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The GTX 1070 is, by far, Nvidia's king of 1440p gaming. The 8GB of VRAM (all intact), the Titan X level of performance, the price point. It's all there for high-end, 1440p gaming.
I'm not talking entry point and low average frame rates here, we're on about the upper echelon of those frame barriers; 120Hz plus – the sweet spot – and it certainly doesn't disappoint. Take a quick look at PCMark's Fire Strike Extreme, and you'll notice a 3,200 point deficit between the GTX 970 and this monster, and an even more impressive 2,200 points of difference between the 1070 and last generation's now-nearly-defunct GTX 980.
Here are the benchmarks we achieved with the MSI GeForce GTX 1070 Gaming X running at stock (test system was an Intel Core i7-6700K, 16GB of HyperX Savage DDR4 @ 2400 MT/s on an MSI Z170A Gaming M7 motherboard, with games tested on highest preset with AA at maximum settings – average frame rates given):
A quick look in Far Cry Primal at 1440p saw the GTX 1070 munch up a monstrous 65 frames per second (fps) on average, as opposed to last generation's GTX 970 attaining a measly 31 fps.
That's with everything ramped up to ultra, AA on max, and with the high-resolution texture packs included. As for your everyday games, and more mainstream titles, 144 fps is nothing short of guaranteed. In World of Warcraft, we enjoyed an impressive 165 fps at 1440p, with all the settings ramped up in a raid environment.
Performance isn't everything
With the launch of Pascal, Nvidia also introduced us to some rather dishy new software components in the form of Ansel and VRWorks Audio. Ansel in short is an in-engine in-game screenshot utility that takes you out of the game as a floating head.
In short, you can pause the game float your camera around until you're in the correct position, adjust the lighting, and up the resolution to take your perfect screenshot. All the way up to 61,440 x 34,560.
That's 1,064 times larger than 1080p – no biggy, right?
On top of that, for those with the fancy VR headsets you can also take full 360 degree screenshots, making this a great way of blagging to your friends how fantastical a system you've got. And then there's VRWorks Audio, a re-imagining of 3D audio primed and ready for the latest generation of VR games going forward.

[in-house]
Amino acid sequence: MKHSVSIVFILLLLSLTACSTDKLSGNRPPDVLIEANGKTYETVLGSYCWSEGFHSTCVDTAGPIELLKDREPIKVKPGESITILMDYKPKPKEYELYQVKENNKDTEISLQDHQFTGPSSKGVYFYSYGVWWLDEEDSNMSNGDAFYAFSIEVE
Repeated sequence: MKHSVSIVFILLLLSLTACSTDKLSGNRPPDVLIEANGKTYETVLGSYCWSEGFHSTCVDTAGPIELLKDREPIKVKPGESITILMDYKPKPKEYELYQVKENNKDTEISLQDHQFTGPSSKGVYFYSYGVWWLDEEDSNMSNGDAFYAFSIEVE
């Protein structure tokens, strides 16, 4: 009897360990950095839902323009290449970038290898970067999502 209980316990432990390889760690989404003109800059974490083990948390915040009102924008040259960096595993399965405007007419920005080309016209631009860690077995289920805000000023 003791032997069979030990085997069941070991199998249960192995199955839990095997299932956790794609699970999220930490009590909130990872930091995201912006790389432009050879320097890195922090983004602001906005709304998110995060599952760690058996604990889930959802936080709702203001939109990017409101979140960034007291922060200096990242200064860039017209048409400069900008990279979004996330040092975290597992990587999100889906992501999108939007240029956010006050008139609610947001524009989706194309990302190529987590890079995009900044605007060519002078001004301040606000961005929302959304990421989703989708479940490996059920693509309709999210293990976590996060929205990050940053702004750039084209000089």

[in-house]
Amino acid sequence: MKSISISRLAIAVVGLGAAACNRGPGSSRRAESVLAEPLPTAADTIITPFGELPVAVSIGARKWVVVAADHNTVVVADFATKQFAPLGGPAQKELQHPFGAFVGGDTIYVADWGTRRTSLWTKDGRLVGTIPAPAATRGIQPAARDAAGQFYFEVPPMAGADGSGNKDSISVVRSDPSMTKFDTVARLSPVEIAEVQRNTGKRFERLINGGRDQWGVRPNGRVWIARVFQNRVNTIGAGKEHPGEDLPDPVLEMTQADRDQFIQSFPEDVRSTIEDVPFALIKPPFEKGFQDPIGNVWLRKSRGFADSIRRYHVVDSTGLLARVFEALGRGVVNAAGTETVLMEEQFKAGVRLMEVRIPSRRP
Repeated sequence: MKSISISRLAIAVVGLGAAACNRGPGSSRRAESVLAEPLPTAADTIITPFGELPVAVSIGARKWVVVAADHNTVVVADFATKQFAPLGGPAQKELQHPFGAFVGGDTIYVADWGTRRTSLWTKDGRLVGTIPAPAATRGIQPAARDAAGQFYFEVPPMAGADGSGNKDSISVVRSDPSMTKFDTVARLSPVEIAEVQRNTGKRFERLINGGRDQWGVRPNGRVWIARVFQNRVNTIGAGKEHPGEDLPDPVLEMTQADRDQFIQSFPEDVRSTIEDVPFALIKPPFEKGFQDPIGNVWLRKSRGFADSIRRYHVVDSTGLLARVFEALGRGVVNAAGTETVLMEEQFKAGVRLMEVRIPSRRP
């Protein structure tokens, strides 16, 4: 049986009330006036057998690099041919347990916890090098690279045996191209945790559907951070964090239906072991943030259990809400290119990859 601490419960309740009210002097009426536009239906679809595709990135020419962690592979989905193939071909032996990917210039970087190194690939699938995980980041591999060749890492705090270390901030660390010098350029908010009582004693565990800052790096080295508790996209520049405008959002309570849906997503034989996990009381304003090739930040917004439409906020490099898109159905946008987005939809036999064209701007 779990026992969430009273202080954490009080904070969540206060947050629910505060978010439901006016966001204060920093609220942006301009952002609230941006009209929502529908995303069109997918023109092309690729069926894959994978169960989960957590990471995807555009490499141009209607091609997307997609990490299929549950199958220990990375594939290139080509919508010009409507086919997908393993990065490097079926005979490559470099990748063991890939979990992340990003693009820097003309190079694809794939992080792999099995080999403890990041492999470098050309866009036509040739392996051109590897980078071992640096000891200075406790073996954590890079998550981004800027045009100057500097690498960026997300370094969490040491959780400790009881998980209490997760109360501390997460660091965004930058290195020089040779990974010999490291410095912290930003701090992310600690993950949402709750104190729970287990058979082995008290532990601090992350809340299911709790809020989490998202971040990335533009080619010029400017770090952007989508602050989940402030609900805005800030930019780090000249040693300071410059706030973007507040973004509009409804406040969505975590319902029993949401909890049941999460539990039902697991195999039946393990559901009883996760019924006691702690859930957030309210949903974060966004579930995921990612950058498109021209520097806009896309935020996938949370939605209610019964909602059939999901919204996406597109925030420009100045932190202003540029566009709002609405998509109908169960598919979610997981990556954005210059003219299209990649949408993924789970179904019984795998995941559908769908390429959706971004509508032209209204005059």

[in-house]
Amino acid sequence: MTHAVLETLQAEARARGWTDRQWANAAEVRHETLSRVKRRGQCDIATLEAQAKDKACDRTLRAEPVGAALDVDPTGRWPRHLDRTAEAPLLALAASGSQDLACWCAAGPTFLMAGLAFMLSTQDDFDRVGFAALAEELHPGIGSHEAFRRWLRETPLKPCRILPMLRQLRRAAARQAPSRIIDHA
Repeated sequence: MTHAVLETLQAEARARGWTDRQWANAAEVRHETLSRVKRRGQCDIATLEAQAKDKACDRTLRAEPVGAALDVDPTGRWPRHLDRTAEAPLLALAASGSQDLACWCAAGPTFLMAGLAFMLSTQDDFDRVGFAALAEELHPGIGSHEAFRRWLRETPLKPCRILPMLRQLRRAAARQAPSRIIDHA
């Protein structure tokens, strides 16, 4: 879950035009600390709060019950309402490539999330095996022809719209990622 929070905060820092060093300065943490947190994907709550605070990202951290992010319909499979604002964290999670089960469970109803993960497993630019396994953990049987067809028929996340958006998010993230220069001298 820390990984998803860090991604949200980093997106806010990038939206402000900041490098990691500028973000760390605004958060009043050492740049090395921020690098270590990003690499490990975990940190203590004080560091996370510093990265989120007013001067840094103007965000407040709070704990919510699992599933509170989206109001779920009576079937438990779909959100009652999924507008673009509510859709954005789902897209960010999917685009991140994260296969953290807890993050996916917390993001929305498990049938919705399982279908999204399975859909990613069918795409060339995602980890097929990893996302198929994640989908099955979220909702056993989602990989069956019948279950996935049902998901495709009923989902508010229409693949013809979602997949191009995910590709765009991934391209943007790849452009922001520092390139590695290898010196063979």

Cool under pressure
As far as temperatures go on the GTX 1070, you can expect to see that Celsius reading under load hit 81 degrees similar to the GTX 1080, rocking all the way up to 90 if you really let GPU Boost have all the fun. Nothing new here.
With MSI's Gaming X, we saw temperatures stick steady at around 60 degrees under load. And once I tuned in our own overclock (far beyond the factory overclock settings), at most we only ever saw 70 degrees. Pretty impressive, then.
This is all thanks to MSI's new and improved TORX 2.0 fan tech, which, according to the military grade company, ensures that this edition of the Twin Frozr produces 22% more air pressure than it's last generation of GPUs. It's something that really shows, too.
Coupled with that 0dB fan technology we mentioned earlier and using this aftermarket variant, even though it was a little pricier than the Founder's Edition was a solid choice, especially for what you get.
Although MSI's GTX 1070 Gaming X does come pre-overclocked, there's always bound to be a little extra leeway when it comes to really getting the most out of your GPU. In this case, we decided to see just how far we could push the GTX 1070's cores.
With my final overclock, we managed to achieve an additional 130MHz on the core clock and 400MHz on the memory, bringing it up nicely to a final boost clock of 2,076MHz, and 8,910MHz on the memory.
Temperatures still remained sub-70 degrees under load in Firestrike, and those final scores increased from 15,440 on the Gaming X's OC setting, to 16,435. Just under 1,000 points – that's 1,500 points more than a stock reference GTX 1070. In game we saw average frame rates increase from 65 fps in Far Cry Primal up to 71 fps. Hey, who can argue with (sort of) free performance?